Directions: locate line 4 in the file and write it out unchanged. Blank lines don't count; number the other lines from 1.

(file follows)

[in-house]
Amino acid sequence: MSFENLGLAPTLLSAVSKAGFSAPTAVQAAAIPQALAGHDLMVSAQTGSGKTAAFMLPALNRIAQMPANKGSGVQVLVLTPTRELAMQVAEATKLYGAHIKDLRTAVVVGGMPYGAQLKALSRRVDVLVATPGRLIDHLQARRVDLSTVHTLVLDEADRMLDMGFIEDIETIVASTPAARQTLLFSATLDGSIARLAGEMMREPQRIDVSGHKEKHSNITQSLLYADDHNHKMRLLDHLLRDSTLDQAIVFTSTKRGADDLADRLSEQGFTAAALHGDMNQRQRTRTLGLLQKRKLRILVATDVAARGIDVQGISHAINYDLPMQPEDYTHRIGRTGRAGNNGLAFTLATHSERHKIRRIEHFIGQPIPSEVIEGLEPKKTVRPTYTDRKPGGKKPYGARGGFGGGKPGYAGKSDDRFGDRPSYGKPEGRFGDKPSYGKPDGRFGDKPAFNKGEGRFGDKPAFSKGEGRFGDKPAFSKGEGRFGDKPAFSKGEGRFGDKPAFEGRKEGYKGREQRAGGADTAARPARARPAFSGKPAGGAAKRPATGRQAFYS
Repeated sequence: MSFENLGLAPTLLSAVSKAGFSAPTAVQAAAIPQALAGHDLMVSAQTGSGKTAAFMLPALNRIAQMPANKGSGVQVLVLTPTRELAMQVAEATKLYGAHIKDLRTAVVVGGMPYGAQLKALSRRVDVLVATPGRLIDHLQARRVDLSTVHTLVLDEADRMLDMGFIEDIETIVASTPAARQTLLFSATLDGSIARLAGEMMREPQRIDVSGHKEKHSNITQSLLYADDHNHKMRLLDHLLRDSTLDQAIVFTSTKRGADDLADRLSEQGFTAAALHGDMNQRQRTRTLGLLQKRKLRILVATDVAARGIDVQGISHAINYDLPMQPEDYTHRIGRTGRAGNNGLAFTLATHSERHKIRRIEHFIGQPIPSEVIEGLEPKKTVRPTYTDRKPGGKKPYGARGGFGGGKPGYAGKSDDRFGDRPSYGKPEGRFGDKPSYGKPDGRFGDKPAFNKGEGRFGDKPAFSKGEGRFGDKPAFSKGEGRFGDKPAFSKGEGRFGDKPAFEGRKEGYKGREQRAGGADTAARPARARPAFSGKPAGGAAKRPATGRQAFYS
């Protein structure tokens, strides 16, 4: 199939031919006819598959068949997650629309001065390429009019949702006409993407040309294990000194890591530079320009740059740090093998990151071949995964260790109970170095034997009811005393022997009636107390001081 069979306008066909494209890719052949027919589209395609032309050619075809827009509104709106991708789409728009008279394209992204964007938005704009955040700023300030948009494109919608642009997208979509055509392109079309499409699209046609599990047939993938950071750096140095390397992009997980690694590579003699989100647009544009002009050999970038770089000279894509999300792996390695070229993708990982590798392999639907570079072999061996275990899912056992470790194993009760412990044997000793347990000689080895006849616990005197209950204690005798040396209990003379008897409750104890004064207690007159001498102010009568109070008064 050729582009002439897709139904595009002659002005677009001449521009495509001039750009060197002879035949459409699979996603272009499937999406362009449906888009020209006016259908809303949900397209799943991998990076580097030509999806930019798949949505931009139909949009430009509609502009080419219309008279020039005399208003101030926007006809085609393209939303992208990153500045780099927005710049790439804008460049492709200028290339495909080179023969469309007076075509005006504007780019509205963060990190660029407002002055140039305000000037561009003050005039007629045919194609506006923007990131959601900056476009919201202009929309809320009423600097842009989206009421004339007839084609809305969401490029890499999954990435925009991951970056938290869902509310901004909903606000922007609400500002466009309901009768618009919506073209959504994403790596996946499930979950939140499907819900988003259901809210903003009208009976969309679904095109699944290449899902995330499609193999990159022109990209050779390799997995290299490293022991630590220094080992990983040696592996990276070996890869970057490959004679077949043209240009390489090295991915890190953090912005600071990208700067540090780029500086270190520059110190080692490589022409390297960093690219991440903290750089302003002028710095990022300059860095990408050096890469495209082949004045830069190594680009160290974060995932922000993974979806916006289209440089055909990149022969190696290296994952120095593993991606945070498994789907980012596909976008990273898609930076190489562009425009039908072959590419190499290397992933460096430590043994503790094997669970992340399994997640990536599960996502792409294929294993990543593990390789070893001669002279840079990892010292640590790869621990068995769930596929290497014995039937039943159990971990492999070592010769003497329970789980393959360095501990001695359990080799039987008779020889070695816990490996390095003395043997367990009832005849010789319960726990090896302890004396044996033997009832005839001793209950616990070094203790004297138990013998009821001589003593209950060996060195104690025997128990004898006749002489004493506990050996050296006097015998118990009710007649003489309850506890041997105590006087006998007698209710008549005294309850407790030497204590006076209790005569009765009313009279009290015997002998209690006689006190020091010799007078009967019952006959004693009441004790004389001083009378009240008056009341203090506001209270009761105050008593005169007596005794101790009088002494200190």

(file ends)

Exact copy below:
């Protein structure tokens, strides 16, 4: 199939031919006819598959068949997650629309001065390429009019949702006409993407040309294990000194890591530079320009740059740090093998990151071949995964260790109970170095034997009811005393022997009636107390001081 069979306008066909494209890719052949027919589209395609032309050619075809827009509104709106991708789409728009008279394209992204964007938005704009955040700023300030948009494109919608642009997208979509055509392109079309499409699209046609599990047939993938950071750096140095390397992009997980690694590579003699989100647009544009002009050999970038770089000279894509999300792996390695070229993708990982590798392999639907570079072999061996275990899912056992470790194993009760412990044997000793347990000689080895006849616990005197209950204690005798040396209990003379008897409750104890004064207690007159001498102010009568109070008064 050729582009002439897709139904595009002659002005677009001449521009495509001039750009060197002879035949459409699979996603272009499937999406362009449906888009020209006016259908809303949900397209799943991998990076580097030509999806930019798949949505931009139909949009430009509609502009080419219309008279020039005399208003101030926007006809085609393209939303992208990153500045780099927005710049790439804008460049492709200028290339495909080179023969469309007076075509005006504007780019509205963060990190660029407002002055140039305000000037561009003050005039007629045919194609506006923007990131959601900056476009919201202009929309809320009423600097842009989206009421004339007839084609809305969401490029890499999954990435925009991951970056938290869902509310901004909903606000922007609400500002466009309901009768618009919506073209959504994403790596996946499930979950939140499907819900988003259901809210903003009208009976969309679904095109699944290449899902995330499609193999990159022109990209050779390799997995290299490293022991630590220094080992990983040696592996990276070996890869970057490959004679077949043209240009390489090295991915890190953090912005600071990208700067540090780029500086270190520059110190080692490589022409390297960093690219991440903290750089302003002028710095990022300059860095990408050096890469495209082949004045830069190594680009160290974060995932922000993974979806916006289209440089055909990149022969190696290296994952120095593993991606945070498994789907980012596909976008990273898609930076190489562009425009039908072959590419190499290397992933460096430590043994503790094997669970992340399994997640990536599960996502792409294929294993990543593990390789070893001669002279840079990892010292640590790869621990068995769930596929290497014995039937039943159990971990492999070592010769003497329970789980393959360095501990001695359990080799039987008779020889070695816990490996390095003395043997367990009832005849010789319960726990090896302890004396044996033997009832005839001793209950616990070094203790004297138990013998009821001589003593209950060996060195104690025997128990004898006749002489004493506990050996050296006097015998118990009710007649003489309850506890041997105590006087006998007698209710008549005294309850407790030497204590006076209790005569009765009313009279009290015997002998209690006689006190020091010799007078009967019952006959004693009441004790004389001083009378009240008056009341203090506001209270009761105050008593005169007596005794101790009088002494200190």